Grief is the experience of feeling sad, sorrowful, and bereaved following some kind of a loss. Most of us feel this way after life hands us a loss because of our attachments to a person, place, or thing. When we lose the person or thing our attachment gets severed and our sense of safety is often disrupted as well. We get used to living our lives in a particular pattern and when this pattern changes, many of us feel uncomfortable. Yet it is in this place of discomfort that we have the potential to really grow, particularly if we can make friends with our grief and sadness.
We used to think of grief of particular stages that one goes through after a loss in order to heal. Now we believe that grief is more cyclical than linear and the intensity of it can ebb and flow just like the tides of an ocean that go in and out. Sometimes the waves of grief are very strong and at other times they diminish.
Processing our grief is important because eventually the energy associated with these feelings of sadness and sorrow can be transformed and allow room for other emotions to emerge such as joy and vitality. But when grief is avoided, the energy of it remains and over time can result in both anxiety and anger. Further, when our grief is unprocessed, we can get stuck in it like quicksand and feel unable to grow.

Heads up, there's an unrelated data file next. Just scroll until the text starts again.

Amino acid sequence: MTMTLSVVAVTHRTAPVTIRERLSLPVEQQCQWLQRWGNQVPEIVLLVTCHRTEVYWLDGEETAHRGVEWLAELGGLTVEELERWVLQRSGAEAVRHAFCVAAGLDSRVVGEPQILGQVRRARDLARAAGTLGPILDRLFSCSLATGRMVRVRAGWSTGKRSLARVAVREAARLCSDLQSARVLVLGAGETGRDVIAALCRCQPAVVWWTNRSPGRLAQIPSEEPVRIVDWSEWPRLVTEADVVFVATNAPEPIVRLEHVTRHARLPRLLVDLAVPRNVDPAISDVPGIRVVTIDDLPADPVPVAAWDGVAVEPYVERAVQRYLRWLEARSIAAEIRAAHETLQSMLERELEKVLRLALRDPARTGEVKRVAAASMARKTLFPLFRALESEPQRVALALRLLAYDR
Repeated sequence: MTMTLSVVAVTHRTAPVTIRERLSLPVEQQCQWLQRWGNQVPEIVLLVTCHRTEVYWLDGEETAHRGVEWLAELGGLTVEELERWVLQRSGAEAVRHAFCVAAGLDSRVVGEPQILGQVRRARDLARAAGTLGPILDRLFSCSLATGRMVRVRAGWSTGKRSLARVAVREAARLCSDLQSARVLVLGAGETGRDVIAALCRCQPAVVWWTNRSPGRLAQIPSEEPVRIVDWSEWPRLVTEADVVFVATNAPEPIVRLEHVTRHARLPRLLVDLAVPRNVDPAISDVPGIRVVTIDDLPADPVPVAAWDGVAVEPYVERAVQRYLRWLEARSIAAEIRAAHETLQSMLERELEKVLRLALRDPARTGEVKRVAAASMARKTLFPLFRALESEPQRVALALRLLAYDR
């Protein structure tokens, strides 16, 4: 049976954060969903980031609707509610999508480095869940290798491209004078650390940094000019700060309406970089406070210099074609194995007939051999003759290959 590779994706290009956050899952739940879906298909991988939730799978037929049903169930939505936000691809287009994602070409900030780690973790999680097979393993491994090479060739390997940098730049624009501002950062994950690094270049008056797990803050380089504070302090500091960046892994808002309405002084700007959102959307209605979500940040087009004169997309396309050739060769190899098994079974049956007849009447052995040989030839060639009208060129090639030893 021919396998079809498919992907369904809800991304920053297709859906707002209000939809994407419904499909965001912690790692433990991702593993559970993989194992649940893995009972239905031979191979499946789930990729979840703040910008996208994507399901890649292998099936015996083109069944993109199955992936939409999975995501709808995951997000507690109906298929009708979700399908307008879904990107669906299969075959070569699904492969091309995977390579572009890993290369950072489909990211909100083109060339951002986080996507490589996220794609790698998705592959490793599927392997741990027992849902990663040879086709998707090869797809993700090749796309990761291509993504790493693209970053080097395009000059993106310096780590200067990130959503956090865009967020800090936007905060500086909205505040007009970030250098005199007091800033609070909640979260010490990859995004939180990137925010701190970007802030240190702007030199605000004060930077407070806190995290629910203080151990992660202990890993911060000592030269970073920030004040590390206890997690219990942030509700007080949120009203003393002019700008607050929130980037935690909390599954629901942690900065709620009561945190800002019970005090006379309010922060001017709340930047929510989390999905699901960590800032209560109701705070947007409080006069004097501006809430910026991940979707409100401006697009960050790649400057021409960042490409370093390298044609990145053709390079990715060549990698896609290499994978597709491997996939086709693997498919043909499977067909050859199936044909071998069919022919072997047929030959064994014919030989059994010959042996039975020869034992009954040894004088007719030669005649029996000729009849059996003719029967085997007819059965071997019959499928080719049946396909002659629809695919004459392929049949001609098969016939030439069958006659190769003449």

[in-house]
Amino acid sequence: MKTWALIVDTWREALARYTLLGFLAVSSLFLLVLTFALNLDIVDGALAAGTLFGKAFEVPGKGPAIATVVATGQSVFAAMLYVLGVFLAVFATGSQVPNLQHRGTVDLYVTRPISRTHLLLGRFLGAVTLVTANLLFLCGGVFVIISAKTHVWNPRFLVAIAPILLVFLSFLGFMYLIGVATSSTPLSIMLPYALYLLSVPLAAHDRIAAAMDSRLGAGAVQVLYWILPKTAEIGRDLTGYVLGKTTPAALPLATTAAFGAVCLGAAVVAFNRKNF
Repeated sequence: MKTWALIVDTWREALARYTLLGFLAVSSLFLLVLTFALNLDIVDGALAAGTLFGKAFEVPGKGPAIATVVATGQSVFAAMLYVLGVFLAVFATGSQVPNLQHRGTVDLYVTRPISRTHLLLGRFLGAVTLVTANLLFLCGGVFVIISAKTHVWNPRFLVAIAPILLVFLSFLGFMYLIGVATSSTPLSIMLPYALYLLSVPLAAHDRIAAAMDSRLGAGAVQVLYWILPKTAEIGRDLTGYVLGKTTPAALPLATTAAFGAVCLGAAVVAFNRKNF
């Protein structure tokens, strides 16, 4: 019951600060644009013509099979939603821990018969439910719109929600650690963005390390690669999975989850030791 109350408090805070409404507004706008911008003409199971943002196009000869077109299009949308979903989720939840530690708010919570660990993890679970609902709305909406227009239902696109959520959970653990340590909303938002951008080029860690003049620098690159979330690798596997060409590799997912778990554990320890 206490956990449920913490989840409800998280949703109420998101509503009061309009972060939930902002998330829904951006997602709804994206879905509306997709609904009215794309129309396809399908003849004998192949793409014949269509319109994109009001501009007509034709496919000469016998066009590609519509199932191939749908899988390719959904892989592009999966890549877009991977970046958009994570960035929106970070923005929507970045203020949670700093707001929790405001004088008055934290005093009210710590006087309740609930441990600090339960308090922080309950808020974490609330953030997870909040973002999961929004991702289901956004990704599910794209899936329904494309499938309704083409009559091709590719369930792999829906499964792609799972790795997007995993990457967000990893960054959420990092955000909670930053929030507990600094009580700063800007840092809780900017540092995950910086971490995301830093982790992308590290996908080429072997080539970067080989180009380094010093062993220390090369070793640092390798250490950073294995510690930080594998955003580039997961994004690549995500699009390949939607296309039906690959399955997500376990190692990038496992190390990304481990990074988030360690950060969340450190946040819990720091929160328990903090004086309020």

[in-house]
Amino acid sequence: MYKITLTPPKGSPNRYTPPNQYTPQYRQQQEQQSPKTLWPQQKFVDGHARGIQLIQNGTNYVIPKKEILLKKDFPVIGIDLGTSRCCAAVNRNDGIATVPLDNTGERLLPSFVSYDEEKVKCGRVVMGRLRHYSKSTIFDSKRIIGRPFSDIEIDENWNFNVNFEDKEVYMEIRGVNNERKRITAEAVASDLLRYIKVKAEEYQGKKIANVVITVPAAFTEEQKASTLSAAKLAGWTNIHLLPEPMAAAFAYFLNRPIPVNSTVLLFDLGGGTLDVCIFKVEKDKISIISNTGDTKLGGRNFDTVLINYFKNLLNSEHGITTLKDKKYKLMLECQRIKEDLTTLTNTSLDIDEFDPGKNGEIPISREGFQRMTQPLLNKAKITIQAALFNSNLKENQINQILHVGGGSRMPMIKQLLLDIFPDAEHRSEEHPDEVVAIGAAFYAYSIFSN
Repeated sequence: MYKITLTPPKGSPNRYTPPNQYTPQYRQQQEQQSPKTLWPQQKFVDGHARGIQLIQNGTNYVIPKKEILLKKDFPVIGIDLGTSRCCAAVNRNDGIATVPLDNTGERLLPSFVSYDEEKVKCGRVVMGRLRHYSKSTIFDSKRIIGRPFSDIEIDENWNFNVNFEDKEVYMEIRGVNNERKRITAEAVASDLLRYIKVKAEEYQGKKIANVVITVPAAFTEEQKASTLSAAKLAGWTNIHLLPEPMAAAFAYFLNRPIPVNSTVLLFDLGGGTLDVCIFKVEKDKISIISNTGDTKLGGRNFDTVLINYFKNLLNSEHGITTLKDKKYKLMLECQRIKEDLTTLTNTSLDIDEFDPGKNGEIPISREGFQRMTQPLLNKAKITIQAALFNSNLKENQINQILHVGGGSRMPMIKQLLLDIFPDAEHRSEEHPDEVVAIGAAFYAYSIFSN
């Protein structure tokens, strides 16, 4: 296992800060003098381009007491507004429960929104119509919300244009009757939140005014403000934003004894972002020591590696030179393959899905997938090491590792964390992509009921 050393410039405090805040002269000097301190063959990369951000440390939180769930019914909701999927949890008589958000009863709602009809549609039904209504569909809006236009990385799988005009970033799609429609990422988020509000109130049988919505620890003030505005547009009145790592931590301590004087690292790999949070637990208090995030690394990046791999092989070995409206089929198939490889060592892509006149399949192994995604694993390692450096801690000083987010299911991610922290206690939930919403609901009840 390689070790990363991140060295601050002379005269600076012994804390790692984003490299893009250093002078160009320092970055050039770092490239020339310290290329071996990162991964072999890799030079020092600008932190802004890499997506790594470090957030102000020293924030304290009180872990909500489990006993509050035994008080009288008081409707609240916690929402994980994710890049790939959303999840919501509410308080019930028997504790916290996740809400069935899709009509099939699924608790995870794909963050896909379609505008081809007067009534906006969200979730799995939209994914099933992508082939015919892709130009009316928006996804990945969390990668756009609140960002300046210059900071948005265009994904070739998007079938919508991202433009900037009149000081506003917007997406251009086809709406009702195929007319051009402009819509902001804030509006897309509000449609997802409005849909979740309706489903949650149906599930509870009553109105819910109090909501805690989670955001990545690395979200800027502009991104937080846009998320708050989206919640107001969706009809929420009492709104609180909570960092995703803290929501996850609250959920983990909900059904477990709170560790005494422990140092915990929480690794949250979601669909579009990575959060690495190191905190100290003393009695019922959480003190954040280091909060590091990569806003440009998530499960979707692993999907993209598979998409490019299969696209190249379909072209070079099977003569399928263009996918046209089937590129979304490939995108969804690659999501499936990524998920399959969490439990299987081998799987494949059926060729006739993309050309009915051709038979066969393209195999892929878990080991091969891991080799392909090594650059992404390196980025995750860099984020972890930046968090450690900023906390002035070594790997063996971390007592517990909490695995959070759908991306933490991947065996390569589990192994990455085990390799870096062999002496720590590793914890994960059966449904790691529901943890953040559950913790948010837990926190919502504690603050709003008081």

When we process our grief, we open the door to the possibility of being awakened by the loss. Our new questions become things like “What in ME has died with this particular loss?” and “What is yearning to be reborn?” Eventually we live into answers to these kinds of questions and discover that within the loss, a hidden gift may emerge.
Sherry Cormier, PhD, is a licensed psychologist, a certified bereavement trauma specialist, and the author of “Sweet Sorrow: Finding Enduring Wholeness After Loss and Grief.” Visit her website at: https://sherrycormierauthor.com.